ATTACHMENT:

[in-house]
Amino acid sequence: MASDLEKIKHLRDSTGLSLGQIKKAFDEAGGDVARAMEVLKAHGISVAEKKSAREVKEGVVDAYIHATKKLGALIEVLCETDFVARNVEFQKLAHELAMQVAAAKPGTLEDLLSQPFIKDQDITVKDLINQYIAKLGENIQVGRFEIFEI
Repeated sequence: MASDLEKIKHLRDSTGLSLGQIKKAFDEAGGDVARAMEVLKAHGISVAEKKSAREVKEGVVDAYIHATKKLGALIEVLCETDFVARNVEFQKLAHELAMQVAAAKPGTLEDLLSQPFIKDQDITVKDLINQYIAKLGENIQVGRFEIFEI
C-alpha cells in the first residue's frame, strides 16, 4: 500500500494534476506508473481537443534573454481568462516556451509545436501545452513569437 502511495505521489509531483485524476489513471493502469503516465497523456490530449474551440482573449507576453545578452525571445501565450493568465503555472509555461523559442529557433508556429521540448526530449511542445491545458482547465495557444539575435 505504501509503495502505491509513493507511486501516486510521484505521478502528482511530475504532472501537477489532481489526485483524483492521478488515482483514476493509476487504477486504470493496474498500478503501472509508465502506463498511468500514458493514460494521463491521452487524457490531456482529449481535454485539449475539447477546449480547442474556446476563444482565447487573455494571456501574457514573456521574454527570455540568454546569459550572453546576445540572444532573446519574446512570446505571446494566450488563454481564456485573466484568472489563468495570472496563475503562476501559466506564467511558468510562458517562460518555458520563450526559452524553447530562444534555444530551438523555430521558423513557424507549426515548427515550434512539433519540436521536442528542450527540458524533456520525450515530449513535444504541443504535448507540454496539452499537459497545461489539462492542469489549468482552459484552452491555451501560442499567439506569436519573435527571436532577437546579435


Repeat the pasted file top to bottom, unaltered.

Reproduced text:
[in-house]
Amino acid sequence: MASDLEKIKHLRDSTGLSLGQIKKAFDEAGGDVARAMEVLKAHGISVAEKKSAREVKEGVVDAYIHATKKLGALIEVLCETDFVARNVEFQKLAHELAMQVAAAKPGTLEDLLSQPFIKDQDITVKDLINQYIAKLGENIQVGRFEIFEI
Repeated sequence: MASDLEKIKHLRDSTGLSLGQIKKAFDEAGGDVARAMEVLKAHGISVAEKKSAREVKEGVVDAYIHATKKLGALIEVLCETDFVARNVEFQKLAHELAMQVAAAKPGTLEDLLSQPFIKDQDITVKDLINQYIAKLGENIQVGRFEIFEI
C-alpha cells in the first residue's frame, strides 16, 4: 500500500494534476506508473481537443534573454481568462516556451509545436501545452513569437 502511495505521489509531483485524476489513471493502469503516465497523456490530449474551440482573449507576453545578452525571445501565450493568465503555472509555461523559442529557433508556429521540448526530449511542445491545458482547465495557444539575435 505504501509503495502505491509513493507511486501516486510521484505521478502528482511530475504532472501537477489532481489526485483524483492521478488515482483514476493509476487504477486504470493496474498500478503501472509508465502506463498511468500514458493514460494521463491521452487524457490531456482529449481535454485539449475539447477546449480547442474556446476563444482565447487573455494571456501574457514573456521574454527570455540568454546569459550572453546576445540572444532573446519574446512570446505571446494566450488563454481564456485573466484568472489563468495570472496563475503562476501559466506564467511558468510562458517562460518555458520563450526559452524553447530562444534555444530551438523555430521558423513557424507549426515548427515550434512539433519540436521536442528542450527540458524533456520525450515530449513535444504541443504535448507540454496539452499537459497545461489539462492542469489549468482552459484552452491555451501560442499567439506569436519573435527571436532577437546579435